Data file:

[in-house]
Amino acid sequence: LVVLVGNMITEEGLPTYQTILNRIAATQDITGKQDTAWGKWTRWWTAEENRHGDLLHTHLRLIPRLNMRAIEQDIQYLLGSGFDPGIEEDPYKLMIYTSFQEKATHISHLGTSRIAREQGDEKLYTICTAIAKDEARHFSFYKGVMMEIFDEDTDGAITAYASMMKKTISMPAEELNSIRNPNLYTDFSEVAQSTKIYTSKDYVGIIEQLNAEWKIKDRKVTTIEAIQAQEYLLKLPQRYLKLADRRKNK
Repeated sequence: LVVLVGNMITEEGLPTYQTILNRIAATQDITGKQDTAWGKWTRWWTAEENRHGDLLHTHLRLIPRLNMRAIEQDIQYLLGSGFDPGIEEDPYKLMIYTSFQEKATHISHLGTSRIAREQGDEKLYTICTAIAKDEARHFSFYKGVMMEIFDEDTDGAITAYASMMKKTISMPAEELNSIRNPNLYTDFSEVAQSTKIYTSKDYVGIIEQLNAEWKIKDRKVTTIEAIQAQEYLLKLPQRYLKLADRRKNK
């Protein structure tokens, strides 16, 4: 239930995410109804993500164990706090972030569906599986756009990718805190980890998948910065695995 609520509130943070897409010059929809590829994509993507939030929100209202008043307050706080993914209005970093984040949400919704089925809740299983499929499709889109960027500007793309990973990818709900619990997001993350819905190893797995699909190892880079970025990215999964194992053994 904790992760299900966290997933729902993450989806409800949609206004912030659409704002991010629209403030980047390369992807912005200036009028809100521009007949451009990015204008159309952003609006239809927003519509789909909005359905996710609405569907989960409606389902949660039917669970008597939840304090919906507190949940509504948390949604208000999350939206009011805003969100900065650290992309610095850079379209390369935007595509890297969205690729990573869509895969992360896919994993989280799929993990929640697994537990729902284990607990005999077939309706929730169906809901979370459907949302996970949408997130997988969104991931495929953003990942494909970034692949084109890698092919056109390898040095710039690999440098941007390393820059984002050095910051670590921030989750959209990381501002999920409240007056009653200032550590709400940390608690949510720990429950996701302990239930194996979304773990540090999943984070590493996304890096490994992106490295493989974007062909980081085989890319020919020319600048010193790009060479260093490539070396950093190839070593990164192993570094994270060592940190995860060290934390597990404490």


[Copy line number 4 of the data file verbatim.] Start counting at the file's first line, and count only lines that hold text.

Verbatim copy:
């Protein structure tokens, strides 16, 4: 239930995410109804993500164990706090972030569906599986756009990718805190980890998948910065695995 609520509130943070897409010059929809590829994509993507939030929100209202008043307050706080993914209005970093984040949400919704089925809740299983499929499709889109960027500007793309990973990818709900619990997001993350819905190893797995699909190892880079970025990215999964194992053994 904790992760299900966290997933729902993450989806409800949609206004912030659409704002991010629209403030980047390369992807912005200036009028809100521009007949451009990015204008159309952003609006239809927003519509789909909005359905996710609405569907989960409606389902949660039917669970008597939840304090919906507190949940509504948390949604208000999350939206009011805003969100900065650290992309610095850079379209390369935007595509890297969205690729990573869509895969992360896919994993989280799929993990929640697994537990729902284990607990005999077939309706929730169906809901979370459907949302996970949408997130997988969104991931495929953003990942494909970034692949084109890698092919056109390898040095710039690999440098941007390393820059984002050095910051670590921030989750959209990381501002999920409240007056009653200032550590709400940390608690949510720990429950996701302990239930194996979304773990540090999943984070590493996304890096490994992106490295493989974007062909980081085989890319020919020319600048010193790009060479260093490539070396950093190839070593990164192993570094994270060592940190995860060290934390597990404490």